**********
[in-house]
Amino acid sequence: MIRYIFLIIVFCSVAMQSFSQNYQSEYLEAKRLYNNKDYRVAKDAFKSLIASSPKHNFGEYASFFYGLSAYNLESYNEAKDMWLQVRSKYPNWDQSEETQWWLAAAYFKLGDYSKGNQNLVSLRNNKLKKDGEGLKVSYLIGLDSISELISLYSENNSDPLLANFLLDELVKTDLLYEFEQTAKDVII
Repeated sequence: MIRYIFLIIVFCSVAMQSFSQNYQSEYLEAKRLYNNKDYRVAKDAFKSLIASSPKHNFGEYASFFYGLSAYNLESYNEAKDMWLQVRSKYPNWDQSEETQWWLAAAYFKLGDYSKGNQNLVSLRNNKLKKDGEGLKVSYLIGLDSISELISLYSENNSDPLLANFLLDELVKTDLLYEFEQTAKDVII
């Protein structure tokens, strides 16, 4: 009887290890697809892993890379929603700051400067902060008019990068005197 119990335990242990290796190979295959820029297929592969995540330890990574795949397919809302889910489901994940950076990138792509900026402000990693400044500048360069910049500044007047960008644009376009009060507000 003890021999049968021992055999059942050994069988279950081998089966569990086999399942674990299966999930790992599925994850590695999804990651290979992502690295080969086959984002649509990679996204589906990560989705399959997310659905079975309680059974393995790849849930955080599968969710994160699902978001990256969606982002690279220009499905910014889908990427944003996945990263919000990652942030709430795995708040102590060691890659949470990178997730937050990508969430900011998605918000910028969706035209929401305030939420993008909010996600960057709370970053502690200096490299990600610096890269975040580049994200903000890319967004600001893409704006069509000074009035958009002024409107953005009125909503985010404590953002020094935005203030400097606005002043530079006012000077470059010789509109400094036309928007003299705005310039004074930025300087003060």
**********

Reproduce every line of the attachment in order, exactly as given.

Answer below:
[in-house]
Amino acid sequence: MIRYIFLIIVFCSVAMQSFSQNYQSEYLEAKRLYNNKDYRVAKDAFKSLIASSPKHNFGEYASFFYGLSAYNLESYNEAKDMWLQVRSKYPNWDQSEETQWWLAAAYFKLGDYSKGNQNLVSLRNNKLKKDGEGLKVSYLIGLDSISELISLYSENNSDPLLANFLLDELVKTDLLYEFEQTAKDVII
Repeated sequence: MIRYIFLIIVFCSVAMQSFSQNYQSEYLEAKRLYNNKDYRVAKDAFKSLIASSPKHNFGEYASFFYGLSAYNLESYNEAKDMWLQVRSKYPNWDQSEETQWWLAAAYFKLGDYSKGNQNLVSLRNNKLKKDGEGLKVSYLIGLDSISELISLYSENNSDPLLANFLLDELVKTDLLYEFEQTAKDVII
């Protein structure tokens, strides 16, 4: 009887290890697809892993890379929603700051400067902060008019990068005197 119990335990242990290796190979295959820029297929592969995540330890990574795949397919809302889910489901994940950076990138792509900026402000990693400044500048360069910049500044007047960008644009376009009060507000 003890021999049968021992055999059942050994069988279950081998089966569990086999399942674990299966999930790992599925994850590695999804990651290979992502690295080969086959984002649509990679996204589906990560989705399959997310659905079975309680059974393995790849849930955080599968969710994160699902978001990256969606982002690279220009499905910014889908990427944003996945990263919000990652942030709430795995708040102590060691890659949470990178997730937050990508969430900011998605918000910028969706035209929401305030939420993008909010996600960057709370970053502690200096490299990600610096890269975040580049994200903000890319967004600001893409704006069509000074009035958009002024409107953005009125909503985010404590953002020094935005203030400097606005002043530079006012000077470059010789509109400094036309928007003299705005310039004074930025300087003060």